The funeral of John Hoadley, the pioneer stone operator who died Saturday morning, was from the Methodist church at Stinesville this afternoon and was perhaps the largest ever held in that section. The mills and quarries were all down and business was generally suspended as a tribute to the "grand old man" known and loved by every one in the community. Dr. Taylor of this city, conducted the services and burial was at Gosport.
Bloomington (Monroe County, Indiana) Daily Telephone, May 14, 1918, p. 3.
CAREER OF JOHN HOADLEY
John Hoadley Sr. was born in Barnsley, Yorkshire Co., England, July 22, 1828, and departed this life May 11, 1918, having nearly completed his 90th year. He was the youngest of five children born to William Hoadley Sr. and Elizabeth (Hapgood) Hoadley.
He came to the United States in 1842 with his parents and settled near Milwaukee, Wis. He returned to Leeds, England, in 1846, but two years later he and his brother William again returned to this country and settled in New Albany and were engaged in business there for 10 years. In 1858 the two brothers removed to Mt. Tabor, Ind., where they were in the milling business for 18 years. They then removed to Stinesville and since that time he has been in the stone business until his retirement a few years ago, but even since then his interest in his life work continued in thought even if unable to take an active part.
In 1858 he was married to Mary E. York at New Albany, Ind., with whom he spent 33 busy and useful years till her death in 1891. To this union seven children were born: Belle, Albert, Elmer, Minnie, Rose, John and Bert. Of this number four are living: John W., Bert G. Hoadley, Mrs. Minnie Cline of this city, and Mrs. Frank Sullivan of Stinesville. There are also 21 living grandchildren and five great-grandchildren.
Mr. Hoadley has been a member of the Methodist church since childhood and was always faithful as long as health permitted. He attended the services of the church faithfully and was an intelligent listener, a wise counsellor and ready to lend a helping hand in all the church's needs. He was a musician and a lover of good music and this with his intelligence, charitable disposition and liberality in helping the distressed among his fellow men made him popular as far as known and gave him a deep influence on the lives of others.
Industrious and scrupulously honest his life was an open book and all who knew him loved him and respected his noble principles, his neighbors and friends who knew him best held him in highest esteem.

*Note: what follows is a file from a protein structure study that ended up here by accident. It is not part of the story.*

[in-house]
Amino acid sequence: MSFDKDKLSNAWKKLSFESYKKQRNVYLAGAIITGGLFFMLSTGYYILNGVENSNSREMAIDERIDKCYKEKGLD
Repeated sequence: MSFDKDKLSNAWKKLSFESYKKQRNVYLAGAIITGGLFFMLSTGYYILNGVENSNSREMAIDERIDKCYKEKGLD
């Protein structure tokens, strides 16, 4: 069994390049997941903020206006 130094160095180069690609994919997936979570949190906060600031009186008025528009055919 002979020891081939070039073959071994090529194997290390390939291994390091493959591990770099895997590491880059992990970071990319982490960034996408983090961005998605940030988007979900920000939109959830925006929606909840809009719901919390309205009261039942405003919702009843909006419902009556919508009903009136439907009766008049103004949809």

Shortly before he fell asleep his mind went before to the great beyond and he called on his father and mother to come for him and then turning to that portion of scripture that has comforted so many, he repeated the 23rd Psalm and then walked into the Valley of the Shadow of Death.
Impressive funeral services were held at the Methodist church at Stinesville Monday at 1:30 with Dr. C. H. Taylor of this city in charge assisted by Rev. T. M. Heaton. Four selections-It Is Well With My Soul, Some Day We'll Understand, Face to Face, and Abide With Me-were sung by a quartet composed of Sylvester and Edwin Hoadley and the Teague sisters of Gosport with Mrs. Strain at the organ. Mrs. Andrew McMorran played for the assembly and dismissal.
The immediate relatives who live in this and adjoining counties were present, Herschel Neal, a grandson, coming from Camp Meade, Md.; but Wm. Hoadley at Ft. Oglethorpe, Fla., Kenneth Cline, Hoadley Greer, somewhere in France, also grandsons, were missed.
Besides the many beautiful floral offerings from the immediate family and friends were elegant designs from the Elks lodge of Bloomington, Baptist church, Bloomington, Methodist Aid society, Stinesville, employes J. Hoadley & Sons Co. and employes Hoadley Stone Co., Bloomington.
The honorary pall bearers were T. J. Gratzer, Albert Neu, David Judah, Edwin Fletcher, Fred Matthews. Active pall bearers: M. L. Easton, D. E. McHenry, John Terry, Wm. Davis, A. V. McIlveen and Fred Krebbs.
The body was laid to rest beside that of his wife in the family lot in the Gosport cemetery.
This bio is from genealogyfever.
Mary E York Hoadley (1838 - 1891)
Isabell Hoadley Greer (1857 - 1889)*
Albert T. Hoadley (1860 - 1912)*
Elmer E. Hoadley (1863 - 1906)*
Rose Hoadley Sullivan (1869 - 1930)*
Bird Grange Hoadley (1875 - 1937)*
Created by: Ron
Record added: Aug 24, 2009
Find A Grave Memorial# 41095985